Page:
6 Feb 2020
Sun shines on Africa
Hong Kong-based exporters of both goods and services are in a good position to take advantage of this shift, sitting as they do on the doorstep of Mainland China, the world’s main provider of solar-generation equipment. Rapid electrification in Africa brings another boon to the city’s exporters – a previously untapped market for their main group of exports, electronic goods.
In another boost to solar in Africa, the continent’s leading renewable generator, South Africa, has decided to streamline regulations on green power which will greatly expand the market for solutions.
Sun shines on snowy Alps
The global shift away from fossil fuels and sharp drop in prices of green power generation technologies (especially photovoltaic solar) has led to an exponential increase in solar-power generation over the past decade, the World Economic Forum (WEF) noted in a report released last month. The WEF said solar power generation had been seeing plunging costs and increasing efficiencies since 2010, and would soon be far cheaper than fossil-fuel generation.
“Back in 2010, the global market was small and highly dependent on subsidy regimes in countries such as Germany and Italy,” the report said. “This year there will be more than 115 gigawatts (GW) of solar installed across the world, which is more than all other generation technologies put together. It is also increasingly low-cost, especially in sunnier regions where it has already become the lowest-cost form of new electricity generation.”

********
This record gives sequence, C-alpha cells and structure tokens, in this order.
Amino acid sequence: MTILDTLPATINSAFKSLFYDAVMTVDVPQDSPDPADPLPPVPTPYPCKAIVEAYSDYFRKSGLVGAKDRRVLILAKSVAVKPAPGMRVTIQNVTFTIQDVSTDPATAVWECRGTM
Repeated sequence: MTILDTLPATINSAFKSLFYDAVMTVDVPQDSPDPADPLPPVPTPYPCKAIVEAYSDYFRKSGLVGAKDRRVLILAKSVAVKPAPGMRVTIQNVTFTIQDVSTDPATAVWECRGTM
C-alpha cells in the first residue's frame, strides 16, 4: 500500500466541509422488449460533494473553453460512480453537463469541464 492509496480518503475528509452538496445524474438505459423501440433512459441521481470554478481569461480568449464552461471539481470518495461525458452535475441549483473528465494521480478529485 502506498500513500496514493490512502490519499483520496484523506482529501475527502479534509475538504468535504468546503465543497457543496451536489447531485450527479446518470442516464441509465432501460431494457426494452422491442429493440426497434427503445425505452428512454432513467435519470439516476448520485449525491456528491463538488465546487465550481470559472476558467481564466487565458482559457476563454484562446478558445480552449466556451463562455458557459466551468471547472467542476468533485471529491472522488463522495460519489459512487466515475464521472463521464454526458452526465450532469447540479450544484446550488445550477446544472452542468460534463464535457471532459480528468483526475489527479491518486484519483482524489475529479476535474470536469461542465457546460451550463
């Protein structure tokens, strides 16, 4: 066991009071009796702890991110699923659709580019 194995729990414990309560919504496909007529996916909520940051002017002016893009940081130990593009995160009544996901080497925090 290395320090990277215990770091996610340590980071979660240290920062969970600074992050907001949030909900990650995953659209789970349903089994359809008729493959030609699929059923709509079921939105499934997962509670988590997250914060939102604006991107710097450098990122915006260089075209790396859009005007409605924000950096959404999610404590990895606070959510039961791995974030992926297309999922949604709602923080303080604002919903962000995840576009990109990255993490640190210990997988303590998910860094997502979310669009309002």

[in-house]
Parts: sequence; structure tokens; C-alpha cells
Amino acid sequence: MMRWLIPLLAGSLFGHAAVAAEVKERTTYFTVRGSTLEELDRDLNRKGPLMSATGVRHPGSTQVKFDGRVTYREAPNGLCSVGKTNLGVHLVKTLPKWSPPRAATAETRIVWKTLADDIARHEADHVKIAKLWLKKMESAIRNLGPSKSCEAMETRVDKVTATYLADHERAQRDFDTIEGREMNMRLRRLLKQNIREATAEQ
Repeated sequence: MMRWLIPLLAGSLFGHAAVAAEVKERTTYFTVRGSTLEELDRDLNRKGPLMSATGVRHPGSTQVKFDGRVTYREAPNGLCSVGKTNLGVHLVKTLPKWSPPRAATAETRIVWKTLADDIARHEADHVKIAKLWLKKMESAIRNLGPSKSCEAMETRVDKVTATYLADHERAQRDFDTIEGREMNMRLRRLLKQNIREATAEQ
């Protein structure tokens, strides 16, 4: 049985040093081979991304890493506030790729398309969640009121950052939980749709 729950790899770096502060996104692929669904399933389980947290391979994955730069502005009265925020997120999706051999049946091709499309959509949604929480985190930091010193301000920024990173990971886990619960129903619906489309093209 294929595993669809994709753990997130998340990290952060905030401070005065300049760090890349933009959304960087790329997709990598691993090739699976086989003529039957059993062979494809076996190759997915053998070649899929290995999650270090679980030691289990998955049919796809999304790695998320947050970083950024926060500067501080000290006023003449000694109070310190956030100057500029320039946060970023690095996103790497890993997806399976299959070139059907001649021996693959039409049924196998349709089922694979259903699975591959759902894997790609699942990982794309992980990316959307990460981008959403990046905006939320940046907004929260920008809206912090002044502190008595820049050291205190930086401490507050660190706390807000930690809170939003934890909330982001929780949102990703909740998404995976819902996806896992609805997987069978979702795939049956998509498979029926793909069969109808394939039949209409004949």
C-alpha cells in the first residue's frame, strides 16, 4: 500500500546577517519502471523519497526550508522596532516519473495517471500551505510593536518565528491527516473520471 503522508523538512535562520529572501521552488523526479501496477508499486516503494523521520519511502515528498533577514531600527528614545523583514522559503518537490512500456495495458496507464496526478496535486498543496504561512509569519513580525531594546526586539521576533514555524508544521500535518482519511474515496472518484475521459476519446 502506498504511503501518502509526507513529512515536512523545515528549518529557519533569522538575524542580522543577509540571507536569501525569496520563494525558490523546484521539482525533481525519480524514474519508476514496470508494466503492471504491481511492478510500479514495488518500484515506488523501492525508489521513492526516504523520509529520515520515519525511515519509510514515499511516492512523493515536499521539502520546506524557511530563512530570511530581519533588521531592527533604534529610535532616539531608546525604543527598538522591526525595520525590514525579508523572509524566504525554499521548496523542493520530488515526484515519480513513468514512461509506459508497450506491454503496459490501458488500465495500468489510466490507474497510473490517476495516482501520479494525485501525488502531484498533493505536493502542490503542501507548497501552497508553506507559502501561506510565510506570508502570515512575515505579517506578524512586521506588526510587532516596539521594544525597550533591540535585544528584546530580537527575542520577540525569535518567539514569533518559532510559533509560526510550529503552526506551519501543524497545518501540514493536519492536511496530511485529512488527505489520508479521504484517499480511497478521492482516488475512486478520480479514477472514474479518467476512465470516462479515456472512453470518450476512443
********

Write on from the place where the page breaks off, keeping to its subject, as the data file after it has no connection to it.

This trend is likely to continue, the report said. “It could well be that by 2030, solar will have become the most important source of energy for electricity production in a large part of the world.”
Costs could halve by 2030, having already dropped sharply in the past decade. The decline between 2010 and 2018 varied from 66% in the United States to 84% in India, International Renewable Energy Agency (Irena) figures show. Further technological innovations could bring greater price falls and efficiency increases.
“What this means is that solar will reach, in many parts of the world, a levelised cost of energy that will make it unbeatable compared to fossil fuels. Given that solar is so easy and quick to install, not to mention flexible - after all, solar can be used to power something as small as a watch or as large as a city - it should mean that solar installations continue to grow over the coming decade. This could also be very good for the climate.”
Pay as you glow
One innovation that is driving rapid uptake of off-grid solar in Africa is Pay-As-You-Go (PAYGo) installation, where households pay a small deposit to install a system and pay for the remainder over subsequent years as the solar panels deliver power, a report from the WEF’s Global Future Council on Energy [http://www3.weforum.org/docs/WEF_Accelerating_access_to_sustainable_energy.pdf] pointed out.
This alternative financing for “last mile” consumers has been especially successful in Kenya, an e-commerce pioneer where mobile payment systems are well established, providing a model for the PAYGo system to build on. However, even in African countries that do not have such a strong enabling environment, the development of the off-grid market for off-grid solar was accelerated by the introduction of PAYGo.
“The impact of PAYGo solar companies is undeniable,” the council said, noting these firms emerged in the mid-2010s. “In less than five years, they have improved the quality of life for approximately eight million people – primarily in Sub-Saharan Africa – by bringing clean energy and financing to customers that traditional utilities and financial institutions have ignored.”
The continent’s leading solar generator, South Africa, plans to have 8.2GW of utility-scale solar capacity installed by 2030. Following a hiatus on renewables-project approvals and a series of power outages caused by inadequate grid supply, the country’s President Cyril Ramaphosa has decided to green-light a wide range of power generating options, including permitting businesses to produce their own.
“We cannot stop technology, we cannot stop the future from arriving,” he told Reuters.